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Corrections Officer Arrested

We’ve all been told something along the lines of, “it’s easier to get drugs in prison than out.” That’s certainly an exaggeration, but the fact remains that dugs and other contraband do get into our prison system – the very place where you would think they are least likely to be. What could give a higher level of control than constant supervision and metal bars?

But in Georgetown County a corrections officer faces charges for bringing banned substances into the detention center there. The specific items were named, but according to the press, Kelvenia Davis is accused of providing drugs or alcohol to inmates, one count of furnishing contraband, and one count of public official misconduct in office. She received a $15,000 bond.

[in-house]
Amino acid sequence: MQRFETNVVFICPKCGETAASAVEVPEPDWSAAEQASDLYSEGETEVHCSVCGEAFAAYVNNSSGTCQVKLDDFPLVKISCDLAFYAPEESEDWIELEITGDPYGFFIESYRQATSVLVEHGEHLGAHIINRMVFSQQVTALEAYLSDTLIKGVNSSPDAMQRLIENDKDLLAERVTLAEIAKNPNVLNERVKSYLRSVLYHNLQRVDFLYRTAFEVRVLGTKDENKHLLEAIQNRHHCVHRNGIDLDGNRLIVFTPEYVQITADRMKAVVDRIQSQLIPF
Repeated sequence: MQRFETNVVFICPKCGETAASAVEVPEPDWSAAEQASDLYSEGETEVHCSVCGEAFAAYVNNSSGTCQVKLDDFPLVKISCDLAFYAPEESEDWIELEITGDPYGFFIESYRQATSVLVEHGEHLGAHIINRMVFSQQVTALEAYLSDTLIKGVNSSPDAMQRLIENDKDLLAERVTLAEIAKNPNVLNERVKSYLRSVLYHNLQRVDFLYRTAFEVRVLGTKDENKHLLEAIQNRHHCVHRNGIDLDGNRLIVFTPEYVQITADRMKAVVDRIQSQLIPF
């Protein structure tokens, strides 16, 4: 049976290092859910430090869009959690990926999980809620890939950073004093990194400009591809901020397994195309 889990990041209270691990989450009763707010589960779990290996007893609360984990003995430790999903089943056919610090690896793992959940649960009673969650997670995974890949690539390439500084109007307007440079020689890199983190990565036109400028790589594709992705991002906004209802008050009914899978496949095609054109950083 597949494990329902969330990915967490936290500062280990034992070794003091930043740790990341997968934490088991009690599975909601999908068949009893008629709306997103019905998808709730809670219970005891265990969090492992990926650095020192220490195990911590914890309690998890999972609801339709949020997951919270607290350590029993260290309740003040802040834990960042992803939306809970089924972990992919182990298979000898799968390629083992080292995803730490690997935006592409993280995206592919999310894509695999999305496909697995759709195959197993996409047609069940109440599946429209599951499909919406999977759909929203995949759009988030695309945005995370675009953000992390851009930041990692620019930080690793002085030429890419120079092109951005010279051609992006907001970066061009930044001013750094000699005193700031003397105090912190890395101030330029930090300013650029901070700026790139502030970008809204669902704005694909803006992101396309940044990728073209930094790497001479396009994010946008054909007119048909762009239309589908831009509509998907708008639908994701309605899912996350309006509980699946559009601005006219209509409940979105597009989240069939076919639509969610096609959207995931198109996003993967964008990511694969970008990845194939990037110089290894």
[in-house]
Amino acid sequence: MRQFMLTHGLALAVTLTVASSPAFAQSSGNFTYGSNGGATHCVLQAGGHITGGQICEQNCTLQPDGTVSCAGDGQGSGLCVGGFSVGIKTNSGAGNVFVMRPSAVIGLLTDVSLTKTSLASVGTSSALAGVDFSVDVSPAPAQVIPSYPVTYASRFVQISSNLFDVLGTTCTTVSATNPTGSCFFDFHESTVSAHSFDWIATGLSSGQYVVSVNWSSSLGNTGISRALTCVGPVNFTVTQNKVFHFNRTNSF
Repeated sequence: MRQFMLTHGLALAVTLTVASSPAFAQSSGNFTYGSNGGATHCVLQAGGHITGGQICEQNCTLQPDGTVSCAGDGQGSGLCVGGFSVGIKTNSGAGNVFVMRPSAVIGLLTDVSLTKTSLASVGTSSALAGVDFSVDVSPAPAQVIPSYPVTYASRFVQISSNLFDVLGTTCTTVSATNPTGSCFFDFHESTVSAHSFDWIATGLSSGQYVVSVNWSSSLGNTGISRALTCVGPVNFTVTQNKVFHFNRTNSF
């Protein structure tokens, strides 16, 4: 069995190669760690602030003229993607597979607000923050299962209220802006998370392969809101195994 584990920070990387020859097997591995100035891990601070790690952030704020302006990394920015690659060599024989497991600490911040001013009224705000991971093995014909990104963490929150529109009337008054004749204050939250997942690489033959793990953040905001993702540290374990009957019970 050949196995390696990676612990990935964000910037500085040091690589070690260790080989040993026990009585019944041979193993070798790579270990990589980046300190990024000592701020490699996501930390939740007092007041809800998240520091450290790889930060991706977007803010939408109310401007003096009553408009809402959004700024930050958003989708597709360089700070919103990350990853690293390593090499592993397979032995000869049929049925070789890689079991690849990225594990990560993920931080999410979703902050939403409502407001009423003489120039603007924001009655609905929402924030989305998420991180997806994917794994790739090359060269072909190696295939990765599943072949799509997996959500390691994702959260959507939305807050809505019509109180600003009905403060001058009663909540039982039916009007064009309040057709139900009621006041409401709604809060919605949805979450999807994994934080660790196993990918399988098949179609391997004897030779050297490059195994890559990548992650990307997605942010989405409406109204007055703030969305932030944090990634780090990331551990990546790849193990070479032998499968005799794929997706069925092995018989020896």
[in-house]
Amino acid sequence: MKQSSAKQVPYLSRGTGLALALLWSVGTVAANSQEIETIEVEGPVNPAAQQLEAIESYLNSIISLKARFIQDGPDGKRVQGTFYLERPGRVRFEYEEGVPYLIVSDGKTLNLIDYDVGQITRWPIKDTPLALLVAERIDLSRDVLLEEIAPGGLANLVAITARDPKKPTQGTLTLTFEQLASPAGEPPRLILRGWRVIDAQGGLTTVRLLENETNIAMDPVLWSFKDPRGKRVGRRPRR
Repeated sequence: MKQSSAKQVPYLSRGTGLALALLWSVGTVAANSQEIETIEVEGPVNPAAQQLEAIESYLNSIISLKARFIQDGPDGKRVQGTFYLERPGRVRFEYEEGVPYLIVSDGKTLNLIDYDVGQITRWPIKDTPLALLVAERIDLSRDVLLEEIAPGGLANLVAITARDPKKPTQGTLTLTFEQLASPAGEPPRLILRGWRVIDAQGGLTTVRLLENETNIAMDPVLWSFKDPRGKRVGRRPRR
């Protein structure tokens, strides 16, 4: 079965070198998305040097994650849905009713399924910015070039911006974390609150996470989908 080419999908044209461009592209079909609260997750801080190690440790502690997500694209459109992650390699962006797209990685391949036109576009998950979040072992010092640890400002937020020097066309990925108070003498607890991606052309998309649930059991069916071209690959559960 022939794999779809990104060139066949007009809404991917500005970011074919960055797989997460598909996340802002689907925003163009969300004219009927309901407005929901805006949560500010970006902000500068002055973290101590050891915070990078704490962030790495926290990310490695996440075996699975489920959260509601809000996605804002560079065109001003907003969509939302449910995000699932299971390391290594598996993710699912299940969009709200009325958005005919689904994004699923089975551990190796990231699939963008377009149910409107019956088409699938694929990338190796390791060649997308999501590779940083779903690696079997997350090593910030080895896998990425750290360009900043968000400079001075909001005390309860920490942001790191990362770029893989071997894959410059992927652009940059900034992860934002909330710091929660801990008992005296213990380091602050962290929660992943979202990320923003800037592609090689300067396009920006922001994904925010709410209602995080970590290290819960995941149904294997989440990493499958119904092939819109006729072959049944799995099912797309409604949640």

So is it really easier to get illegal substances in prison? According to a couple of studies, it isn’t. When Chicago law enforcement tested all those arrested, they found drugs in 80%. But a check on prisoners (by doing a drug screen on the whole population of one prison) showed a usage rate under 10%, mostly marijuana. That’s still too high, but clearly, more prisoners would be using drugs if they could get them.

In this case, we don’t know what pressures may have been brought bear on the officer to get her to smuggle contraband in. It may have been threats to her personally or her family. Apparently, some prisoners have a reach far beyond the prison walls by way of a gang affiliation or criminal acquaintances. The worst motivation would be if Davis did it for money. That’s a stain that’s hard to get rid of: turning your position of authority into an entrepreneurial opportunity.

For now, all we know is an officer has been accused. At some level, the system must be working, since the corruption has been revealed and charges brought.

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